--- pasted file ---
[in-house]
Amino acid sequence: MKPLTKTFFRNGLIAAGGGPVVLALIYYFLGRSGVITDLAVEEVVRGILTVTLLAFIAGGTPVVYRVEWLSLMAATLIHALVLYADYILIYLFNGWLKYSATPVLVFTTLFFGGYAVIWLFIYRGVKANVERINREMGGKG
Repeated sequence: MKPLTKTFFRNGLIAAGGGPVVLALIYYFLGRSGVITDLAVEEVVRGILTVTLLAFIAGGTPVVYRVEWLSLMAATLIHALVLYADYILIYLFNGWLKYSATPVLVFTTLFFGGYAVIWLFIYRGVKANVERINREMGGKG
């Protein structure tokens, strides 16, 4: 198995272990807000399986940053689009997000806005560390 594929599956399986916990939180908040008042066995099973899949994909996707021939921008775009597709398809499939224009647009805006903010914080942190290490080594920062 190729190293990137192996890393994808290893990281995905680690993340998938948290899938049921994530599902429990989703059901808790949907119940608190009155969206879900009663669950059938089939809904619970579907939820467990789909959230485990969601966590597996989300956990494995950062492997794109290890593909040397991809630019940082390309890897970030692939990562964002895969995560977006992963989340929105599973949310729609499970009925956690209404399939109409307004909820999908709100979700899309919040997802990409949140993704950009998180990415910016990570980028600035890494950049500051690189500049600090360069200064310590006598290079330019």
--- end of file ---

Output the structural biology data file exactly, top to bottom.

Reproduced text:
[in-house]
Amino acid sequence: MKPLTKTFFRNGLIAAGGGPVVLALIYYFLGRSGVITDLAVEEVVRGILTVTLLAFIAGGTPVVYRVEWLSLMAATLIHALVLYADYILIYLFNGWLKYSATPVLVFTTLFFGGYAVIWLFIYRGVKANVERINREMGGKG
Repeated sequence: MKPLTKTFFRNGLIAAGGGPVVLALIYYFLGRSGVITDLAVEEVVRGILTVTLLAFIAGGTPVVYRVEWLSLMAATLIHALVLYADYILIYLFNGWLKYSATPVLVFTTLFFGGYAVIWLFIYRGVKANVERINREMGGKG
């Protein structure tokens, strides 16, 4: 198995272990807000399986940053689009997000806005560390 594929599956399986916990939180908040008042066995099973899949994909996707021939921008775009597709398809499939224009647009805006903010914080942190290490080594920062 190729190293990137192996890393994808290893990281995905680690993340998938948290899938049921994530599902429990989703059901808790949907119940608190009155969206879900009663669950059938089939809904619970579907939820467990789909959230485990969601966590597996989300956990494995950062492997794109290890593909040397991809630019940082390309890897970030692939990562964002895969995560977006992963989340929105599973949310729609499970009925956690209404399939109409307004909820999908709100979700899309919040997802990409949140993704950009998180990415910016990570980028600035890494950049500051690189500049600090360069200064310590006598290079330019």